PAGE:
From these and other anecdotes it seems there was a co-ordinated police campaign across London boroughs to prevent school students even reaching the march. But for this and head-teachers blockading school gates there would have been many thousand more school students in attendance.
Punitive measures have continued after the event. One 15 year old girl participant I know of was excluded for 8 days. Her older sister was given a dressing down for organising a 6th form walk out and her parents hauled up in front of the deputy head. Other parents have received stiff letters insinuating unlawfulness and neglect. Court action can’t be excluded.
As well as celebrating this upsurge in youth radicalism, students unions, trade unions and anti-cuts campaigns need to organise defence of these youngsters and their parents. The considerable public opposition to the fee increases must be harnessed allowing them the space and freedom to continue protesting as they see fit.
All this happened only a week ago, but it’s already old news. 30th November saw a further nationwide day of action, with many occupations set to continue for the foreseeable future.
The mass militancy has already had an impact. Lib Dem support is plummeting, heavily dependent as it is on young people. Its MPs are desperately seeking ways to avoid voting for the fee increase with the absurd result that Vince Cable, a government minister, has said he might abstain even though he backs it.
NUS president Aaron Porter, who first responded by denouncing “violence” and then dithered during a fortnight of local actions has been forced into a public self-criticism of his own “spinelessness” and backing for the occupations.
The school students who are so angry are the generation that stands to lose most. The vast majority will be slammed with the costs or deterred from higher and further education before any of them get a chance to vote about it, let alone be betrayed by mendacious political careerists. But this is only part of the story behind their anger.
The 14 to 18 year olds are “Blair’s children”, growing up under the shadow of New Labour education policies that were marked by authoritarianism, marketisation and a narrowing of the curriculum.
League tables, SATS and endless testing drove out the creativity, imagination, curiosity and experimentation that are a hallmark of adolescence. By the age of 10 they were being warned in stern terms that failing tests would jeopardise their future exam prospects, their chances of higher education and therefore their lives.
As a result, in contrast to older generations, young people have been placed in a continuous state of stress and anxiety about their future, forced to think about degree courses and jobs when barely into their teens. Many of their parents enjoyed education for its own sake, studied subjects because they expanded their minds and horizons and were given the freedom and space to take these precious years one step at a time.
Out on the streets today’s teenagers have had yet more to deal with. Subject to a government-generated frenzy of initiatives to control and criminalise. The notorious Anti-Social Behaviour Orders – now widely discredited – enabled senior police officers to declare gatherings of more than 2 youngsters in a public place illegal. Kids with hooded tops were prohibited from shops and other public places. School playing fields were sold off, play centres and youth clubs closed down. One shameful consequence has been the imprisonment of more children in this country than any other in Europe – including some, immigration detainees, who have done nothing wrong.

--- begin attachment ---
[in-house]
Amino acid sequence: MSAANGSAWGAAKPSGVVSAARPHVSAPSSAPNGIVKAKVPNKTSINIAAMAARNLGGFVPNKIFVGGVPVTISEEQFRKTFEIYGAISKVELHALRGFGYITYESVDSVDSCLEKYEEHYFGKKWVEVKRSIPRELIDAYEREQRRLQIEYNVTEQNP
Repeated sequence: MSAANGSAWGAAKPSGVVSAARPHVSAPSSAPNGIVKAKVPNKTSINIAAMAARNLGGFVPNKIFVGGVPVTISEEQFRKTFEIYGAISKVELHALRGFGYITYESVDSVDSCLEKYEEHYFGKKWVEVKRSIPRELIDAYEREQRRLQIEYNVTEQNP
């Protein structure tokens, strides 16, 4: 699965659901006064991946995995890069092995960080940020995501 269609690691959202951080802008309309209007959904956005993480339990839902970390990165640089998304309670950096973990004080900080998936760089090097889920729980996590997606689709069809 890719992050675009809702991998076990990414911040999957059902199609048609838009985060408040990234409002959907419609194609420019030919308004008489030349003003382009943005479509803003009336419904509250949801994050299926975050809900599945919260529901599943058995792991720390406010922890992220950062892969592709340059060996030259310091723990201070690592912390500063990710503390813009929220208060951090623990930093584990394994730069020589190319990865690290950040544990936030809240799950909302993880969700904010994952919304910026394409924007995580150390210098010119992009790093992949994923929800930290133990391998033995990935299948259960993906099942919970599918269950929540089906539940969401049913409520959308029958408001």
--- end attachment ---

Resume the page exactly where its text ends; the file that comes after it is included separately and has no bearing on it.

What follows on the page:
With a housing crisis, low wages, insecure jobs and “flexible working” – these children often live in crowded conditions and with parents forced to take several part time jobs. Modern family life for many – far from being a haven from school and street is marked by addictions, mental health problems, violence and teenage pregnancy rates that have placed Britain at the bottom of a UN league of advanced industrial nations in the quality of life of its children.
This philistine authoritarianism, born of neoliberal capitalist ideology, was sold to the young and the wider public as necessary preparation for work and higher education.
But then along came the economic crisis and this promised future has turned out to have been a mirage. The jobs have disappeared. Further and higher education are no longer a passport to security and employment, let alone a mythical social mobility. Indeed the message is: don’t even bother applying unless you are rich.
Youth participation in the recent protests is therefore no flash in the pan. They may be temporarily pushed back by police repression and school exclusions, but these young people will not easily give up. Neither is it surprising that many of those on the streets are working class, black and female. This is far from the “middle class” revolt that even the more sympathetic media like to portray it.
There is an understanding of how the fees hike is part of broader ideological attack on the whole concept of education. The school students didn’t have to read the Browne report, which advocated the assessment of educational value in economic terms defined by the market, to know what is in store. They know that educational choice is being blocked off and restricted down to vocation-based courses not just at university level but going right back to the beginning of Year 10, when they embark on GCSEs. And they don’t like it.